Thursday, September 3, 2015

N + 1

While my primary bike was in the shop for an extended period, I tried using my secondary bike, Ruby to get around town. I rode her 18 miles one day and by the end of the day, four of my fingers were numb again and the palm of my left hand felt like it had been crushed, I was getting stabbing pain. Why did I put up with the numbness before? I was annoyed and frustrated at the end of my ride, I recall ripping off my gloves and hurling them across the living room when I got back. I'm still looking for one of those gloves.
Cycling is not supposed to hurt. Cycling is supposed to be fun.

I didn't bother to use the bike the first 3 days this week, I used the car and I felt I was missing something. Essentially, I had one bike. What good is a bike that hurts to ride and you don't want to use? 

The N + 1 rule: 

Rule # 12 //
The correct number of bikes to own is n+1.
While the minimum number of bikes one should own is three, the correct number is n+1, where n is the number of bikes currently owned. This equation may also be re-written as s-1, where s is the number of bikes owned that would result in separation from your partner.

I needed another bike. One with dropbars. My hands like dropbars.
Again, I looked to my fellow cyclists and noted which bike shops around town were worthy of my business and the love they had for a particular brand. Kindred Cycles in the Strip was a no-brainer. Katherine and Aaron, the founders were highly regarded and hey...   this shop was .6 miles from my apartment.
I stopped on the way home from work to test ride some bikes. They showed me a Surly Straggler: very nice, but well out of the range I wanted to spend. They also showed me a Fairdale 10-speed with just one front ring. Just ONE front ring? Oh my, that frightened me. I need more gears! My KNEES need lots of granny gears. Please show me something with more gears!

Ah canna get up these hills wit just 10 gears, Cappn! Ah need more power!
Then, they let me have at the Kona Rove. I liked it and managed to figure out the brifters after a few times around the block. I liked the feel of the gearing despite only having 16 gears. She was light and smooth and I could fit fenders and a rack on this easily. Katherine wanted to put the pedals, saddle, rack and fenders on that evening! I offered come back at another time to have the rack and fenders installed, I didn't want to be the customer who arrives an hour before closing and wanted all my accessories installed that day, but she insisted and stayed after closing to put my bike together. Wow.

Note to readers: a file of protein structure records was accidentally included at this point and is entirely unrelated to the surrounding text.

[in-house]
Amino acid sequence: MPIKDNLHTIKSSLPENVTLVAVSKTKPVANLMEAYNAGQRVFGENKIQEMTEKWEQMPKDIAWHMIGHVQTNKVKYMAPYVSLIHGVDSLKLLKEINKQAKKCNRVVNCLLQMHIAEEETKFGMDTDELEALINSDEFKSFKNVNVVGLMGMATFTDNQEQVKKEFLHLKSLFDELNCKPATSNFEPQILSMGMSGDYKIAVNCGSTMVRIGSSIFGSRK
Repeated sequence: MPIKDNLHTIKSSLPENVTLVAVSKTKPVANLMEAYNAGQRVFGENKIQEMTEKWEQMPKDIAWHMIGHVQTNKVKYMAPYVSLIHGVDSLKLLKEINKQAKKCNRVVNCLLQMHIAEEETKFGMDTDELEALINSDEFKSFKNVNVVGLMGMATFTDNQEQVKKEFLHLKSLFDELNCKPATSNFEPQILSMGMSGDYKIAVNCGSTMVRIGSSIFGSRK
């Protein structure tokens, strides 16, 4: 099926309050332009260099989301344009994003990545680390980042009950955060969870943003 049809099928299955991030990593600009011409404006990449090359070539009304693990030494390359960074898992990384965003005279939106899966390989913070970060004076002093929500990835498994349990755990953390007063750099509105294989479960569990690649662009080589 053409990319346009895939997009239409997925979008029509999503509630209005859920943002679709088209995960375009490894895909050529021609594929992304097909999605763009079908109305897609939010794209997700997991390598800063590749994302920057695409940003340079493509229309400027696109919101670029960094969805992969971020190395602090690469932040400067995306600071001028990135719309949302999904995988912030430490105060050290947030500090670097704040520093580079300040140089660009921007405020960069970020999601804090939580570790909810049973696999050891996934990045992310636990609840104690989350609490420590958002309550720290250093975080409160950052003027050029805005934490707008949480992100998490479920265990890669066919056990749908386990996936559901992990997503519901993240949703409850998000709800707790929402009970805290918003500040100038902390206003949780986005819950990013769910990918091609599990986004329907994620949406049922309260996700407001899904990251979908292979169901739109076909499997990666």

I walked away with a bike and all the awesome trappings I needed for a commute the next day. Sweet. No wonder everyone speaks so highly of these folks!

She ain't heavy, she's my mā.mā
Katherine takes it for a spin to make sure it's in good working order before handing it over to her new owner.

 When I got back to the apartment, I tested it on my hill riding up and down a few times, learning the brifters. I needed to grab the brakes from the drops instead of the hoods to come to a complete stop, my hands aren't big enough to brake from the hoods, this is my only issue.
I loved this bike, I hung a full pannier from it and even then, going up my hill was much easier and faster. This bike was much lighter than my Trucker and way more efficient than my Canondale. I was happy and couldn't wait to ride it to work the next morning.

I thought about names: I wanted a name that meant "fast" or "light", because wow, this bike was much faster and lighter than I was accustomed to. I found that in Hawaaian, the word for 'not heavy' was mā.mā.

Coffee mug in the Looney Bin bottle cage! Ready for the first commute!

Getting a better view with the Fly6 camera was going to be a challenge though.


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